In Beaver County, for example, 18 percent of the housing in Aliquippa is vacant. In Butler County, Slippery Rock’s vacant housing rate is 16 percent. In Monessen, Westmoreland County, it’s 17 percent. In Youngstown, Ohio, 19 percent of houses and apartments are vacant. Along the Ohio River in Tyler County, W.Va., 23 percent of the housing is vacant. And in the City of Pittsburgh, 28 percent of the housing in its Homewood neighborhood and 26 percent of the housing in Larimer is vacant.

One of the most striking examples of concentrated vacancy and blight is the Monongahela River valley. The exodus that followed the collapse of the steel industry some three decades ago has left its communities littered with empty houses and lots.

More than 24 percent of the housing in Braddock is vacant or abandoned, as is 21 percent of Duquesne’s and 20 percent of Clairton’s. In Donora, Washington County, 23 percent of the available houses and apartments are vacant.

A shrinking valley

“People have left the area. Overwhelmingly, they’ve left,” said Doug Van Haitsma, housing and real estate director for the Mon Valley Initiative, an economic development coalition whose membership includes volunteer-driven community development corporations in three counties touched by the Monongahela River and its tributaries.

Braddock’s population has fallen to 2,100 people, according to the latest U.S. Census. That is a 90 percent decline since 1920, when the steel town was booming and its population density rivaled that of Manhattan.

The borough continued to lose population over the past decade, despite having U.S. Steel’s Edgar Thompson Works, one of the valley’s few remaining steel mills, in its backyard.

Such trends underscore the difficulties Mon Valley communities with high vacancy rates face as they struggle to recover. “At the end of the day, there aren’t a lot of people who want to live in an industrial setting,” said Richard Ranii, manager of the Housing and Human Services Division of the Allegheny County Economic Development Department. “We used to, but not anymore.”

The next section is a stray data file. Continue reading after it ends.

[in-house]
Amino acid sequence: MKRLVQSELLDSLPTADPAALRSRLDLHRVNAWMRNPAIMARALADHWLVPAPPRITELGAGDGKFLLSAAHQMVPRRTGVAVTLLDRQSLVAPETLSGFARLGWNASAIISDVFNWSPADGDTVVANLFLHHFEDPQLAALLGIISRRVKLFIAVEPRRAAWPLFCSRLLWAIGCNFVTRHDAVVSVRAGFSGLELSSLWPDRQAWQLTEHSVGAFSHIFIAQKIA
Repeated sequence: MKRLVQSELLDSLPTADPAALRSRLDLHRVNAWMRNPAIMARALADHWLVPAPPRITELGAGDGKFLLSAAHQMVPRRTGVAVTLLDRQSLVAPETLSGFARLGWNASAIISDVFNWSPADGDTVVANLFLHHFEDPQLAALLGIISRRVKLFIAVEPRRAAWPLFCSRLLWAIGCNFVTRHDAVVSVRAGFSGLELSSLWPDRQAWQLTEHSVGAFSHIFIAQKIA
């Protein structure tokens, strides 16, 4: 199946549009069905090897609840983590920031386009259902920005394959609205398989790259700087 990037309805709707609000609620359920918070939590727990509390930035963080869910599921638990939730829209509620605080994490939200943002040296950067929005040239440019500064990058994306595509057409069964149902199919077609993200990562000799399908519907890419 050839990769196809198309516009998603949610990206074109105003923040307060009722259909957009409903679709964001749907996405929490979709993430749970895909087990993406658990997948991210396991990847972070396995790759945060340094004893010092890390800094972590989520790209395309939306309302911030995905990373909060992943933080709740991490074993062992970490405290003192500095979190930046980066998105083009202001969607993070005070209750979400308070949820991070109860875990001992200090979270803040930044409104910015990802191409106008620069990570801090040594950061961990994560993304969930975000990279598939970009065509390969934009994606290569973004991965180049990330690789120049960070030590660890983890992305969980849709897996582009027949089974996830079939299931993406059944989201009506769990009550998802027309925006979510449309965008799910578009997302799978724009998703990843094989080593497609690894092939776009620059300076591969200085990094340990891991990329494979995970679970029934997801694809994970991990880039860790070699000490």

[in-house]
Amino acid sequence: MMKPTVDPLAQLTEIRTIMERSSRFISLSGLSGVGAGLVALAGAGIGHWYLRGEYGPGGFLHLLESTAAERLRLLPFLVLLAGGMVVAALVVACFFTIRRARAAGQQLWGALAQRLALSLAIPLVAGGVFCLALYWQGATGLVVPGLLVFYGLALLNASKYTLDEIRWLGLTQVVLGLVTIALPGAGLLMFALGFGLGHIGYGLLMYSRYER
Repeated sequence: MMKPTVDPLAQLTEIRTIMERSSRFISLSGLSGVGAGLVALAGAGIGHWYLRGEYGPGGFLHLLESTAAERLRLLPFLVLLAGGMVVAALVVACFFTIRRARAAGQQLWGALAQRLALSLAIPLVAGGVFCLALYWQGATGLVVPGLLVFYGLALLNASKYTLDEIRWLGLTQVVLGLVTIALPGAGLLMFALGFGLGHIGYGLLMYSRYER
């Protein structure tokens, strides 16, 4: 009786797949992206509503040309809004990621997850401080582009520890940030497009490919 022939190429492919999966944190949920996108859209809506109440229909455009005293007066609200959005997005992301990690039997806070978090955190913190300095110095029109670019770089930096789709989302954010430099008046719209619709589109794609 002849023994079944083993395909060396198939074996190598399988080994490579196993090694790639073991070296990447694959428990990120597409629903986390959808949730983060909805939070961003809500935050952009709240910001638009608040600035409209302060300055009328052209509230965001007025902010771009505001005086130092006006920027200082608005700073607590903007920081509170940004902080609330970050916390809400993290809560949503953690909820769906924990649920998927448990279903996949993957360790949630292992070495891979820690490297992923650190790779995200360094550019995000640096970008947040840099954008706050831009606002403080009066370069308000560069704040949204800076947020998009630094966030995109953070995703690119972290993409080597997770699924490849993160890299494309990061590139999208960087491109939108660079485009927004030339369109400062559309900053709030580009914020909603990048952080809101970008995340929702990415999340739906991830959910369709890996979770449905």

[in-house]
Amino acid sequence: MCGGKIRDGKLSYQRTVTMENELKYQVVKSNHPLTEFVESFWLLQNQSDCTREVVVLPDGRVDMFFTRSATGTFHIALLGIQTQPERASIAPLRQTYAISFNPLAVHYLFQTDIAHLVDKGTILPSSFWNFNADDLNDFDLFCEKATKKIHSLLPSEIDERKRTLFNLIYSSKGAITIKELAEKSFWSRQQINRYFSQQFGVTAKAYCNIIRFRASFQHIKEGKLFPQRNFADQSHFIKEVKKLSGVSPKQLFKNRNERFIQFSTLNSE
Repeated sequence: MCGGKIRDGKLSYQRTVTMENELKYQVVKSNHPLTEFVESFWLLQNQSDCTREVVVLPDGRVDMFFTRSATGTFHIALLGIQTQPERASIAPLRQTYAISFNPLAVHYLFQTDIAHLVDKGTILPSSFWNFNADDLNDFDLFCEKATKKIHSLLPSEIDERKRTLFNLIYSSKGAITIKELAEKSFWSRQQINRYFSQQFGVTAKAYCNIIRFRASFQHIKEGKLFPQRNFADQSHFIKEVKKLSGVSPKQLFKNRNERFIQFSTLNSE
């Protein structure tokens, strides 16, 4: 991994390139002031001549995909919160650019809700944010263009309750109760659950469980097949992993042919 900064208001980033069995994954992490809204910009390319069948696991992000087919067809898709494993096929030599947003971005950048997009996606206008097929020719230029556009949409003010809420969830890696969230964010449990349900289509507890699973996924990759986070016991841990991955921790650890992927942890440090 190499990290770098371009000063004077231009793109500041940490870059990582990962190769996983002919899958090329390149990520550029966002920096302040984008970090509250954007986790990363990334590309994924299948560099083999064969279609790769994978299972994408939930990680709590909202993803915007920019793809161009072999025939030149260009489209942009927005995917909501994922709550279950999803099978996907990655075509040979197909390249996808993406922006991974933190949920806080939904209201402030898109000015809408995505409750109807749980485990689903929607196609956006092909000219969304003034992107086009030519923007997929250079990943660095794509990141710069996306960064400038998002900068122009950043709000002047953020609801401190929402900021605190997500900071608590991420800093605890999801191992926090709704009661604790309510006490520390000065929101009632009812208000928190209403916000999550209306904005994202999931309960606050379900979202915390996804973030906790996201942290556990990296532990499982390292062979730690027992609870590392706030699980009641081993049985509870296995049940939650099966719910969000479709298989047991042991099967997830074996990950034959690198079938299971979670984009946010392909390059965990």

Other challenges include the distance communities in the Mon Valley are from Pittsburgh and its jobs, universities, hospitals and cultural amenities. Crime rates and struggling school districts repel new homebuyers who have the means to settle in more affluent areas. And demand has waned for much of the valley’s housing stock, vacant or otherwise, particularly the thousands of aging houses built shoulder-to-shoulder on narrow lots.

“One of the problems is that as a society we’ve decided that what we used to live in isn’t adequate anymore,” Ranii said. “A 20- or 30-foot-wide-lot with a three-bedroom home on it and no garage isn’t acceptable anymore by our standards of living.”

Municipalities in the Mon Valley have little choice but to tailor recovery plans to fit their downsized populations. And the clutter of vacant properties that have been left behind can, under the right circumstances, encourage stronger housing markets. Tearing down vacant houses to allow for wider, more marketable tracts is one example. Turning empty lots into greenways, parks, community gardens and other green space that studies show boost home values is another.

“What we've realized is that there's no need to try to even come close to maintaining the density that boroughs like Homestead experienced in the Forties and Fifties," said Van Haitsma. "So we try to consolidate properties, fix up houses where we can and tear down houses when we're able to do so, so people will feel safer and feel like there's a reason to live here.”

The Mon Valley Initiative helped community development corporations in Allegheny, Washington and Westmoreland counties rehabilitate or build nearly 400 houses and apartments. “But building new houses is an expensive way to stabilize communities,” he said. “So we’re looking into options like urban agriculture to try and tackle the problem in other ways.”